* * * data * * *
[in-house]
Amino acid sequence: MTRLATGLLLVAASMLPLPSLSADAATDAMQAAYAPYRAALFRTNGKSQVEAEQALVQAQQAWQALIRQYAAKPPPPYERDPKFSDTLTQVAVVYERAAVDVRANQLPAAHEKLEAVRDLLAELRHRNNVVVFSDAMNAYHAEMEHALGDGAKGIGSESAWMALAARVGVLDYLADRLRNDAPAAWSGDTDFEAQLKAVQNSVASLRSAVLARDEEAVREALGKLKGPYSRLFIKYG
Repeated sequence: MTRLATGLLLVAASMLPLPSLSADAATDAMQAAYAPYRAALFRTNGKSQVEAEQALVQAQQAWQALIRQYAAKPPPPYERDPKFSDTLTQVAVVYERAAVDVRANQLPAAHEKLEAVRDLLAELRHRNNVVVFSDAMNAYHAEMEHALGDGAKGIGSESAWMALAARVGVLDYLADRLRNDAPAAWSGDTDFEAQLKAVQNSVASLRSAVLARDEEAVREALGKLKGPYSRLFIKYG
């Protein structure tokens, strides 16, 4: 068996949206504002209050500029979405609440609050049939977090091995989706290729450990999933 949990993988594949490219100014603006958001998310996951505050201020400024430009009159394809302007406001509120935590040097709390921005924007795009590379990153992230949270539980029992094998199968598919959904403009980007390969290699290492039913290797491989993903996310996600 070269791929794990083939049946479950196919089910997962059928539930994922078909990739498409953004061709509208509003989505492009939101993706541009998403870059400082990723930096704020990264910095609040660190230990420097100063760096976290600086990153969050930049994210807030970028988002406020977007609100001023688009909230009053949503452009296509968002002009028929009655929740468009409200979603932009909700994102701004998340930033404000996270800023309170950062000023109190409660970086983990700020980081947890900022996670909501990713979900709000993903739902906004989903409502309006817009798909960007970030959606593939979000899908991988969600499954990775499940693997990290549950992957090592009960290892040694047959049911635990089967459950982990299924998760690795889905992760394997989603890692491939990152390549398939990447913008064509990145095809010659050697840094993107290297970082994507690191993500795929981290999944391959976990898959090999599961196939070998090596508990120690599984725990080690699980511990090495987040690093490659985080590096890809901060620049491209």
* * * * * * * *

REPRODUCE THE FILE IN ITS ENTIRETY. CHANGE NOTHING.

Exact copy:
[in-house]
Amino acid sequence: MTRLATGLLLVAASMLPLPSLSADAATDAMQAAYAPYRAALFRTNGKSQVEAEQALVQAQQAWQALIRQYAAKPPPPYERDPKFSDTLTQVAVVYERAAVDVRANQLPAAHEKLEAVRDLLAELRHRNNVVVFSDAMNAYHAEMEHALGDGAKGIGSESAWMALAARVGVLDYLADRLRNDAPAAWSGDTDFEAQLKAVQNSVASLRSAVLARDEEAVREALGKLKGPYSRLFIKYG
Repeated sequence: MTRLATGLLLVAASMLPLPSLSADAATDAMQAAYAPYRAALFRTNGKSQVEAEQALVQAQQAWQALIRQYAAKPPPPYERDPKFSDTLTQVAVVYERAAVDVRANQLPAAHEKLEAVRDLLAELRHRNNVVVFSDAMNAYHAEMEHALGDGAKGIGSESAWMALAARVGVLDYLADRLRNDAPAAWSGDTDFEAQLKAVQNSVASLRSAVLARDEEAVREALGKLKGPYSRLFIKYG
């Protein structure tokens, strides 16, 4: 068996949206504002209050500029979405609440609050049939977090091995989706290729450990999933 949990993988594949490219100014603006958001998310996951505050201020400024430009009159394809302007406001509120935590040097709390921005924007795009590379990153992230949270539980029992094998199968598919959904403009980007390969290699290492039913290797491989993903996310996600 070269791929794990083939049946479950196919089910997962059928539930994922078909990739498409953004061709509208509003989505492009939101993706541009998403870059400082990723930096704020990264910095609040660190230990420097100063760096976290600086990153969050930049994210807030970028988002406020977007609100001023688009909230009053949503452009296509968002002009028929009655929740468009409200979603932009909700994102701004998340930033404000996270800023309170950062000023109190409660970086983990700020980081947890900022996670909501990713979900709000993903739902906004989903409502309006817009798909960007970030959606593939979000899908991988969600499954990775499940693997990290549950992957090592009960290892040694047959049911635990089967459950982990299924998760690795889905992760394997989603890692491939990152390549398939990447913008064509990145095809010659050697840094993107290297970082994507690191993500795929981290999944391959976990898959090999599961196939070998090596508990120690599984725990080690699980511990090495987040690093490659985080590096890809901060620049491209």